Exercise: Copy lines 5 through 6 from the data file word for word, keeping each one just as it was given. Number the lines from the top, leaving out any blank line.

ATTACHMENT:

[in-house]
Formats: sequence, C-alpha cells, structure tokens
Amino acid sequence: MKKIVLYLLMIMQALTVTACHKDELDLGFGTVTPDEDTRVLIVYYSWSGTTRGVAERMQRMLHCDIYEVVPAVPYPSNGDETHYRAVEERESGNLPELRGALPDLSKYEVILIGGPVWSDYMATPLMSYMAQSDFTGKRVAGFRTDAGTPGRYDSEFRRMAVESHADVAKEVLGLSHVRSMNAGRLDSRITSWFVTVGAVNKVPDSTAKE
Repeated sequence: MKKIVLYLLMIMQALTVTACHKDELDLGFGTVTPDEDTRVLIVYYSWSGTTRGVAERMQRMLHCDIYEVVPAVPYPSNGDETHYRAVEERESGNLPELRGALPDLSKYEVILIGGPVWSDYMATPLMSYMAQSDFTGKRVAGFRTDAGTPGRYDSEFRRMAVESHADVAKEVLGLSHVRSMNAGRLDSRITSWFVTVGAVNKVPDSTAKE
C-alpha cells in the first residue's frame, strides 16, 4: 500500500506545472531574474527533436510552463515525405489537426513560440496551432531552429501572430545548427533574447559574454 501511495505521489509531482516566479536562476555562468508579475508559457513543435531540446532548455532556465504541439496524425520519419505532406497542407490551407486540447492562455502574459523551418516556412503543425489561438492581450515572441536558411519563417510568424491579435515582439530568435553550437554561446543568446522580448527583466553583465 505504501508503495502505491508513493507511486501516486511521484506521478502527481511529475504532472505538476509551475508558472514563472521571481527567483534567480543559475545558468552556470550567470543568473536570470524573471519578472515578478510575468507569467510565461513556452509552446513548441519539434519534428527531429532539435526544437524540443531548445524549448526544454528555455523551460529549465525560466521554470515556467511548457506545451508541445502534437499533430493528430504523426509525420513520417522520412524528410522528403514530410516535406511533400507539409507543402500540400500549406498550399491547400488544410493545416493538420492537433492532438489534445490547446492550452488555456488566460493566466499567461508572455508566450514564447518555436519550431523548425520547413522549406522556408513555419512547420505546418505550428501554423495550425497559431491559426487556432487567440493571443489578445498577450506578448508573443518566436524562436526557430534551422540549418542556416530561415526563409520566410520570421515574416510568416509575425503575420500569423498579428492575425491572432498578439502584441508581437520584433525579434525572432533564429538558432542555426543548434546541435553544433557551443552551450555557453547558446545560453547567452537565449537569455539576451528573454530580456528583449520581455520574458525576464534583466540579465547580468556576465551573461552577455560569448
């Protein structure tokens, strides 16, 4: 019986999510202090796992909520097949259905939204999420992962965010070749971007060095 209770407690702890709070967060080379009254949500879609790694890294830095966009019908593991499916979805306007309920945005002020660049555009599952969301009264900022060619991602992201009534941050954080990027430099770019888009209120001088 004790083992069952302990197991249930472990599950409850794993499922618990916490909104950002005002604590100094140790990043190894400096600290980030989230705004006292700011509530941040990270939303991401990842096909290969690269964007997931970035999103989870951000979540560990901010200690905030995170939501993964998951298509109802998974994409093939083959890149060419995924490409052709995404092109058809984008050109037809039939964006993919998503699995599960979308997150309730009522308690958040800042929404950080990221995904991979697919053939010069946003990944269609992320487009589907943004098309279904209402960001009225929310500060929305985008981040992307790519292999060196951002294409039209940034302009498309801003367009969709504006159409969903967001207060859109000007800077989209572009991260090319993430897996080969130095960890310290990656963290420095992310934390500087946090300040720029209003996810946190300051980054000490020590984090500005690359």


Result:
C-alpha cells in the first residue's frame, strides 16, 4: 500500500506545472531574474527533436510552463515525405489537426513560440496551432531552429501572430545548427533574447559574454 501511495505521489509531482516566479536562476555562468508579475508559457513543435531540446532548455532556465504541439496524425520519419505532406497542407490551407486540447492562455502574459523551418516556412503543425489561438492581450515572441536558411519563417510568424491579435515582439530568435553550437554561446543568446522580448527583466553583465 505504501508503495502505491508513493507511486501516486511521484506521478502527481511529475504532472505538476509551475508558472514563472521571481527567483534567480543559475545558468552556470550567470543568473536570470524573471519578472515578478510575468507569467510565461513556452509552446513548441519539434519534428527531429532539435526544437524540443531548445524549448526544454528555455523551460529549465525560466521554470515556467511548457506545451508541445502534437499533430493528430504523426509525420513520417522520412524528410522528403514530410516535406511533400507539409507543402500540400500549406498550399491547400488544410493545416493538420492537433492532438489534445490547446492550452488555456488566460493566466499567461508572455508566450514564447518555436519550431523548425520547413522549406522556408513555419512547420505546418505550428501554423495550425497559431491559426487556432487567440493571443489578445498577450506578448508573443518566436524562436526557430534551422540549418542556416530561415526563409520566410520570421515574416510568416509575425503575420500569423498579428492575425491572432498578439502584441508581437520584433525579434525572432533564429538558432542555426543548434546541435553544433557551443552551450555557453547558446545560453547567452537565449537569455539576451528573454530580456528583449520581455520574458525576464534583466540579465547580468556576465551573461552577455560569448
């Protein structure tokens, strides 16, 4: 019986999510202090796992909520097949259905939204999420992962965010070749971007060095 209770407690702890709070967060080379009254949500879609790694890294830095966009019908593991499916979805306007309920945005002020660049555009599952969301009264900022060619991602992201009534941050954080990027430099770019888009209120001088 004790083992069952302990197991249930472990599950409850794993499922618990916490909104950002005002604590100094140790990043190894400096600290980030989230705004006292700011509530941040990270939303991401990842096909290969690269964007997931970035999103989870951000979540560990901010200690905030995170939501993964998951298509109802998974994409093939083959890149060419995924490409052709995404092109058809984008050109037809039939964006993919998503699995599960979308997150309730009522308690958040800042929404950080990221995904991979697919053939010069946003990944269609992320487009589907943004098309279904209402960001009225929310500060929305985008981040992307790519292999060196951002294409039209940034302009498309801003367009969709504006159409969903967001207060859109000007800077989209572009991260090319993430897996080969130095960890310290990656963290420095992310934390500087946090300040720029209003996810946190300051980054000490020590984090500005690359």